Mortal Sin


#1

So does anyone else feel so guilty after you’ve committed a mortal sin? Almost a self loathing and sadness?


#2

Yes, you’re not alone, but I’m consoled by Julian of Norwich’s parable of the Lord and Servant:

Our courteous Lord willeth not that His servants despair, for often nor for grievous falling: for our falling hindereth not Him to love us. Peace and love are ever in us, being and working; but we be not alway in peace and in love. But He willeth that we take heed thus that He is Ground of all our whole life in love; and furthermore that He is our everlasting Keeper and mightily defendeth us against our enemies, that be full fell and fierce upon us;—and so much our need is the more for we give them occasion by our falling.


#3

I think we all do. Mother Angelica… God bless her… she says sinning is like falling in the mud and getting dirty.

From Answers Not Promises by Mother M. Angelica…

Pg 56 - 57 The Need to Repent:

Repentance means saying your sorry, but it doesn’t mean wallowing in guilt and shame or beating yourself up for committing this sin or that. Imagine three persons: a good person, a bad person, and a saint. All three fall into a big, juicy mud puddle, which represents sin.

What does the good person do? Well, the good person falls in and thinks it’s the very end of the universe. He can’t believe he blew it. He looks at the mud all over him and he wonders how many people will notice it. He continues to sit there lamenting over it and feeling sorry for himself. And then, finally, he looks up and asks for forgiveness. “I’m sorry, Lord,” he says. “I should have known better. I’m the lowest of the low. I hate myself. No punishment is too great for me.” And on and on.

The bad person is equally predictable. He didn’t fall into the mud puddle, he dived in it, pouring mud all over himself. He enjoys the mud.

But watch the saint now. The saint, remember, is not perfect, but he is holly. He will make mistakes, But his response is what sets him apart. For the saint falls into the mud puddle and instantly stands up, his eyes focused on God, asking for forgiveness immediately with a truly contrite heart. He doesn’t dwell on his mistake by wringing his hands or by wondering what others will think of him or by focusing on himself. He turns to obey God with haste and humility, and he quickly moves on, determined never to make that mistake again.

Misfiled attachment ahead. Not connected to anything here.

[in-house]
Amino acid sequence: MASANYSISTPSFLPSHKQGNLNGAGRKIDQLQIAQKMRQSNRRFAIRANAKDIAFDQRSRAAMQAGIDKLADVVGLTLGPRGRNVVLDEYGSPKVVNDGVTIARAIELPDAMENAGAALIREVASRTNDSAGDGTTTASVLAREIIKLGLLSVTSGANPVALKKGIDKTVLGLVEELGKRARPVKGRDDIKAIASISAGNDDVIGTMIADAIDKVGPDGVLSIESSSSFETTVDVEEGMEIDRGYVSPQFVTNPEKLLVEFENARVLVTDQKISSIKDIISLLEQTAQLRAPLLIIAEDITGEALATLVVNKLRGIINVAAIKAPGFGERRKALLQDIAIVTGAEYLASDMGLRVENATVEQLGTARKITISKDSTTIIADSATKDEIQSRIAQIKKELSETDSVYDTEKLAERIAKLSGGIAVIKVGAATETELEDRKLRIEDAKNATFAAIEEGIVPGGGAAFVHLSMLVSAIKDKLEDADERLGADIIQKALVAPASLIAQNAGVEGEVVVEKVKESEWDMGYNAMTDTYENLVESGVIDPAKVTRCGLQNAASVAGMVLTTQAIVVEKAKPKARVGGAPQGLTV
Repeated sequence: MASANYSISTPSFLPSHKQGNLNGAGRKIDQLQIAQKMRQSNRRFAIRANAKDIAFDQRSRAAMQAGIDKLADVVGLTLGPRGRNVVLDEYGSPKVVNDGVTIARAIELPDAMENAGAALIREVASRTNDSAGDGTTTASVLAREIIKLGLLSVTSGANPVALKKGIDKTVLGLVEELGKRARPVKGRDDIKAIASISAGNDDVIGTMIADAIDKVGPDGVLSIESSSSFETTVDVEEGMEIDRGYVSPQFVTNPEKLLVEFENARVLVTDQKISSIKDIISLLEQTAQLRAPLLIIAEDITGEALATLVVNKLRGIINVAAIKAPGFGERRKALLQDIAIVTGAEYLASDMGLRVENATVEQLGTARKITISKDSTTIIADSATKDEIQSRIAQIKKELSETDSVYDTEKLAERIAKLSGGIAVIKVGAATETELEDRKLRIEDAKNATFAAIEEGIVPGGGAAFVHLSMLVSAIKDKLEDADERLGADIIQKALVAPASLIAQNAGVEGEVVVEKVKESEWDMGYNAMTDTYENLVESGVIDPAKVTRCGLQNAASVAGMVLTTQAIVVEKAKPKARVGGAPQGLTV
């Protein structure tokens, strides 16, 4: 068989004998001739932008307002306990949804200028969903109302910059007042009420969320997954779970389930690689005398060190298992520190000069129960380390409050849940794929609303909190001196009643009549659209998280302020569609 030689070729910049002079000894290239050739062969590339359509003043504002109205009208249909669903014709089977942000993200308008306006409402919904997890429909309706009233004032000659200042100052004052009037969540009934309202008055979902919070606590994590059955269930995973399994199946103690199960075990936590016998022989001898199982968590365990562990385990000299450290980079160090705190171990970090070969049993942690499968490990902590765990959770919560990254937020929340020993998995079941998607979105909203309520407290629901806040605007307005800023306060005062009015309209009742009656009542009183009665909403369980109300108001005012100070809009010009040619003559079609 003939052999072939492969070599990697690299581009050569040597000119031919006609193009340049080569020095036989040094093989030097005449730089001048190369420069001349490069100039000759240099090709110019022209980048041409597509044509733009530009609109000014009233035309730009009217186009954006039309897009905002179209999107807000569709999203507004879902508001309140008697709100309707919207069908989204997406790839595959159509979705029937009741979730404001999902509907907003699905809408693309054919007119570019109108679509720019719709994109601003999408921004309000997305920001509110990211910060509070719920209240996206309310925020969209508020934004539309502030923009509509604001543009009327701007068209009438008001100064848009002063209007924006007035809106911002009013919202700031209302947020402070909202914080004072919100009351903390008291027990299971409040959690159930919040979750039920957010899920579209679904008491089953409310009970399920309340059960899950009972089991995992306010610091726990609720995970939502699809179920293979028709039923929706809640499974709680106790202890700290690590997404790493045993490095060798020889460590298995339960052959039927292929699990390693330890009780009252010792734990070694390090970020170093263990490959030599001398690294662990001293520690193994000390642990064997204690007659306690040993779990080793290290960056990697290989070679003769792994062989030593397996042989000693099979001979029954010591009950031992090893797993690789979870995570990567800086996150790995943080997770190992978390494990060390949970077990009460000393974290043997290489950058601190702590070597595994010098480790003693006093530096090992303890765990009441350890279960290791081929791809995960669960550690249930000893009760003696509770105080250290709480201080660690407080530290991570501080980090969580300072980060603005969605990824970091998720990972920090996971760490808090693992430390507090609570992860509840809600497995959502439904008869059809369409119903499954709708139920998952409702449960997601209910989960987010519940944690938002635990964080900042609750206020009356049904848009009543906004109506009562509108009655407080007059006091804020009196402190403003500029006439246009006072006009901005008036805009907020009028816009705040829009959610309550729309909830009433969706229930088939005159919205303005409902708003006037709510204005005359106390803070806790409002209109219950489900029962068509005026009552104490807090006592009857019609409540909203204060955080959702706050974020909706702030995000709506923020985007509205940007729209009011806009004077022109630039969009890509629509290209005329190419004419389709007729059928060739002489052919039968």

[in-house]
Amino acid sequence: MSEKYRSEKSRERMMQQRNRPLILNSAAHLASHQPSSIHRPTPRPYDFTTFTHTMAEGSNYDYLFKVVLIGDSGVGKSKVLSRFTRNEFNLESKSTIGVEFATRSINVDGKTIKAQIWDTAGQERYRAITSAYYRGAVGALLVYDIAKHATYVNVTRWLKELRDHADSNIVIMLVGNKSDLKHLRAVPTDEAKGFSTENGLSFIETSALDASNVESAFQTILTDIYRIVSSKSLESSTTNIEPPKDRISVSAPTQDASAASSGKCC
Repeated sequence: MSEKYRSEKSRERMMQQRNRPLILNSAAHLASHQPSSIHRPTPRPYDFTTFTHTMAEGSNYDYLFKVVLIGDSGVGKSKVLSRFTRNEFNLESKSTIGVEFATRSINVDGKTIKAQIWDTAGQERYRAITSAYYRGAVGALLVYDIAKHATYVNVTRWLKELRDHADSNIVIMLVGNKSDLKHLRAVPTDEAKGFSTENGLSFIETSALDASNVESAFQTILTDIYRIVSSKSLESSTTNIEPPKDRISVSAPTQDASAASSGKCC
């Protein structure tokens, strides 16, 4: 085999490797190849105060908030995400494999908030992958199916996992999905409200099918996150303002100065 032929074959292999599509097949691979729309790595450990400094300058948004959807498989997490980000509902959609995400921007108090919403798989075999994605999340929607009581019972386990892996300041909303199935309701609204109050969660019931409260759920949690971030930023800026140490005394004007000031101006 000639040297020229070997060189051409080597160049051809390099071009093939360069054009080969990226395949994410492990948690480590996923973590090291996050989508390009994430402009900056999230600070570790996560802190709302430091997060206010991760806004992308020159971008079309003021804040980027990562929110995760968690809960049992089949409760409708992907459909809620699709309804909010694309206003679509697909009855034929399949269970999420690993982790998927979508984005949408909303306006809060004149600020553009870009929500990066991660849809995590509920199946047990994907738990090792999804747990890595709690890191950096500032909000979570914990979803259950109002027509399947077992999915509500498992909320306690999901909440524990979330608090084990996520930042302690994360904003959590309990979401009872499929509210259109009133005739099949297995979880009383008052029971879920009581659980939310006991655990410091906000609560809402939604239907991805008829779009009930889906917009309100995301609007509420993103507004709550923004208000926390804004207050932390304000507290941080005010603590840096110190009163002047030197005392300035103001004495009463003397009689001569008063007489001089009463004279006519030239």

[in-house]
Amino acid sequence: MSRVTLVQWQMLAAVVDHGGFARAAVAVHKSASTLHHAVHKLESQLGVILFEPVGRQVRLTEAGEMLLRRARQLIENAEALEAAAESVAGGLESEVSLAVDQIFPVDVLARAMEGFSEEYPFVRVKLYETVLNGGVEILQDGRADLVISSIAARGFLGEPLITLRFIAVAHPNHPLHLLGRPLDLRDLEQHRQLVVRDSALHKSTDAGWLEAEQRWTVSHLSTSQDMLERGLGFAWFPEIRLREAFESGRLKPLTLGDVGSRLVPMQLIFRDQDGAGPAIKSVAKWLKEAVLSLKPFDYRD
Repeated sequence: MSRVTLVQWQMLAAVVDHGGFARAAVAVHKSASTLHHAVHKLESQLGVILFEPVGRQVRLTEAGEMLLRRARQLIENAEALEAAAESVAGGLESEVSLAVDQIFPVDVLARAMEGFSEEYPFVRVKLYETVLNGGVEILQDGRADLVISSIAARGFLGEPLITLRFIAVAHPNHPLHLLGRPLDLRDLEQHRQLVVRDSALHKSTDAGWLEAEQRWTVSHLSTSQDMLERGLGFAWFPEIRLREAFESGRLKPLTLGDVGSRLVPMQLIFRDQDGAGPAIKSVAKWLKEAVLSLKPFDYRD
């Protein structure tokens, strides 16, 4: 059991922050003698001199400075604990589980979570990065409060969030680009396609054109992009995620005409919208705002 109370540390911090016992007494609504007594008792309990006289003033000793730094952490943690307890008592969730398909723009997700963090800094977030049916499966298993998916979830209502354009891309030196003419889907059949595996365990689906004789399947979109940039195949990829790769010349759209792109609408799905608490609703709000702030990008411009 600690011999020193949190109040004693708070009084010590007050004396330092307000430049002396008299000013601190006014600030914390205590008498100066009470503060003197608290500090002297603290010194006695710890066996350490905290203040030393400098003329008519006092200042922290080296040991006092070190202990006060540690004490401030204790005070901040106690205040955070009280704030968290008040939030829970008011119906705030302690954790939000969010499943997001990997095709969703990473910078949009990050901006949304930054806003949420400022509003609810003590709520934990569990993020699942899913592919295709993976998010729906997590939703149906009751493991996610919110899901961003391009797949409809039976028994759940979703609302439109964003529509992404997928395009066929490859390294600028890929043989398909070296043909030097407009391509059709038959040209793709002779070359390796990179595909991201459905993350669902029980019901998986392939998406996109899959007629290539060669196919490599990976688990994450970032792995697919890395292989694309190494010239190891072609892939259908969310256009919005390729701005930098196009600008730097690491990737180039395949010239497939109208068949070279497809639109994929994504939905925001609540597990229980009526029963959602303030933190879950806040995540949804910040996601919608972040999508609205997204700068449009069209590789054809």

When we fail to obey the Commandments, when we fall into sin or toy with temptation, our first inclination must be to repent. God in His Mercy will accept our plea for forgiveness. He will forgive us, and then we must move on. Obviously, God knows everything we do. He knows when we mightily overcome sin and He knows when we fall. The more we go to Him for forgiveness, the closer we will be to Him, and the more, as saints, we will become like Him.

Hope this helps. :slight_smile:


#4

I actually HAD committed mortal sin. A saintly priest coaxed me into confession over a period of MONTHS through my coming to him to express my anger about OTHER PEOPLE who I perceived did me wrong. For any of you who are familiar with AA, my confession ended up to be like a 5th step, a life confession. A year later I was still thanking him. He became my sp. dir. since he was trained as such.

Doesn’t matter how bad we sin, we are loved with a love so great we cannot imagine it.


#5

oops, I had to read these posts again… gee, I thought I was the only person who ever committed a mortal sin! Sweet relief! :slight_smile:


#6

that emotion or experience can actually be a blessing called compunction, some people use the words “convicted of sin” to express a similar awareness. It can be the beginning of true conversion from that sin, especially a habitual sin.


#7

Thank you all very much :), it helped indeed. God Bless!


#8

DISCLAIMER: The views and opinions expressed in these forums do not necessarily reflect those of Catholic Answers. For official apologetics resources please visit www.catholic.com.